One of the things we have to realize is that our filters from production side are gone. We now have to create the filters on the consumer side. Youtube is a million times crap and a few diamonds (and everything in between). And my kind of diamond may not be yours…. Research into the mechanisms to filter content are only just beginning. Number of views is a very basic mechanism. We need much more advanced mechanism based on who did the tagging, how does his profile look like me, did he stop looking after 3, 15 or 300 seconds. And much, much more. The amount of noise we have to filter is not ten times as loud but a million or more times as loud. This I think is one of the most important directions for research.
An important one I think is that our current structures to create quality are under pressure. When there are numerous producers most will all barely make a living. As consumers we get our niche content on the long tail but won’t we miss the high quality content? Music selling three times a month may be a business model for Rhapsody but it is no viable business model for the artist. Who is going to support the journalist that has to do deep and extensive research (who would uncover Watergate)?
I love the Internet, I (to my surprise) love blogging, I love Youtube and fact that many can express themselves. I love the freedom that “zero cost” distribution means for the availability of niche content. But beware of the Evangelists who only look at the positive side of this.
As a colleague of mine, Rogier Brussee, always says: people remain people, in real life and on the Internet. Same goals, same dreams, same motives. Good and Bad. The difference is some limits are removed that we have in normal life are not there on the Internet, for the good as well as the bad guys. For this we have to create new modes of organization. Like the reputation mechanism on E-bay, Karma on Slashdot and others.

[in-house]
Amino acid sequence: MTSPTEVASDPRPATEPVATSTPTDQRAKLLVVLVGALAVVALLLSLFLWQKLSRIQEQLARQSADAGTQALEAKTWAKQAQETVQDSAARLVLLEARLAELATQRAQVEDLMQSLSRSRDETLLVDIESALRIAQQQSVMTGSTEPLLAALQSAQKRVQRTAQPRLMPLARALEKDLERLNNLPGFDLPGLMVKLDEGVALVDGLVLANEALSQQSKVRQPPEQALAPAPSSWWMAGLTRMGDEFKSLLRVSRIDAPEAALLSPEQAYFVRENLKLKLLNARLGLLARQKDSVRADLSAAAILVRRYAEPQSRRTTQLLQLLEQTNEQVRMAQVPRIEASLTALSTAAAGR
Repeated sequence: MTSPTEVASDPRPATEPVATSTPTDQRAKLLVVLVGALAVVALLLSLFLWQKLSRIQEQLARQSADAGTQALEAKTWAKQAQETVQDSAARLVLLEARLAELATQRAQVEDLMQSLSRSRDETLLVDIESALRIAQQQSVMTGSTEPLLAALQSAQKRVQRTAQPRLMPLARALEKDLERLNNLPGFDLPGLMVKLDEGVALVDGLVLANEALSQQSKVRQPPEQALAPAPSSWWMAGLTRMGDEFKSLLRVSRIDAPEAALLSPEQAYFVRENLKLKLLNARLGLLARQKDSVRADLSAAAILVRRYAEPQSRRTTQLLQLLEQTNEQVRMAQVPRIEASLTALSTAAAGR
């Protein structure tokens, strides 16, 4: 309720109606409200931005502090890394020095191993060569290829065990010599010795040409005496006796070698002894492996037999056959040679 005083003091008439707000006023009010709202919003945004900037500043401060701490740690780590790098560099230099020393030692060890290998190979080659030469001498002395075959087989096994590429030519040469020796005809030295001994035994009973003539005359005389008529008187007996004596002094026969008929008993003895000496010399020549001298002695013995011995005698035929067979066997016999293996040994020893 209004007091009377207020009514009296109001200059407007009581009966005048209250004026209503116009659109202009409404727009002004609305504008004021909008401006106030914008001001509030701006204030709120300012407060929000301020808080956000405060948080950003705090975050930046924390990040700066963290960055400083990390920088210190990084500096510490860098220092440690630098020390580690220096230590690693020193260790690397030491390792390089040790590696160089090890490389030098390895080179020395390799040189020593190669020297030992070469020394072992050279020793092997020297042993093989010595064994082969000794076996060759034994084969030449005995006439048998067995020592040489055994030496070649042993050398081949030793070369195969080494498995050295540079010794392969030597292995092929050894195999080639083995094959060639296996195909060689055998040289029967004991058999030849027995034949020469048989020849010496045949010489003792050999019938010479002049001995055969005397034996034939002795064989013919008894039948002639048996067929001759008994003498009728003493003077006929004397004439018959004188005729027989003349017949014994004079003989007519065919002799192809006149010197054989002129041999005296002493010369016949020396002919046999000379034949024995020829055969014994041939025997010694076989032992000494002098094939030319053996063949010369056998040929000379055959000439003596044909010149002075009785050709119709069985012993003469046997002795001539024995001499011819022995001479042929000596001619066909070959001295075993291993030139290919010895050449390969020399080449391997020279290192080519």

Evolution as a society means adapting ourselves to a new reality, the good and the bad sides. Turning a blind eye to all the negative aspect means that (human) nature takes care of the attrition of all the wonderful possibilities that there are because many people will stop using them. Only the fittest survive. And that is a Good Thing!
Open Source, Wikipedia and others attract lots of people who spent lots of time in adding information and improvements. All for zilch, noppes, nada. At least financial terms…
Some think this is the way of the future. All new paradigms first attract the idealistic people. In the first days of the Internet commerce was simply not done. Flame wars should not be stopped by imposing rules and enforcement but by netiquette. Funny thing is that many of these idealistic first users also happen to be a bit anarchistic. This seems logical because these are the people that venture into the uncharted territories precisely because of the lack of rules there. I feel sympathetic to that. While reading the book of Yochai Bankler you get the feeling that we are on a new era of the altruistic society. I would love to believe this but I don’t buy it.
In 1982 Güth, Werner, Schmittberger, and Schwarze wrote an essay with the title: “An Experimental Analysis of Ultimatum Bargaining,” (Journal of Economic Behavior and Organization, 3:4 (December), page 367). In this they laid down a special version of economic game theory called the ultimatum game. The game goes like this:
There are two players, A and B. B gets 10 euro’s and can decide how to split the money. A can either accept the offer or reject the offer. If he accepts the offer he will get what he is offered and B keeps the rest of the money. If A rejects the offer both get zilch, noppes, nada.
This of course means that whatever A is offered, he will always be better of accepting the offer because when he rejects he gets nothing.
Funny thing is that when people are offered less than 2 euro (20%) they tend to refuse the offer and therefore lower their own earnings. With the help of MRI scans during this decision process it seems that we humans do this because we wish to punish the one that is unfair to us by too low an offer. This is interesting but what has this to do with open source software and altruistic people?
Talent is scarce. Very few people are capable of making a good video, few people are good at writing and even less are good at writing good on interesting topics. But a lot of people love to watch a good movie and read a good story and are willing to pay for it…. Hey, that sounds llike a business model…!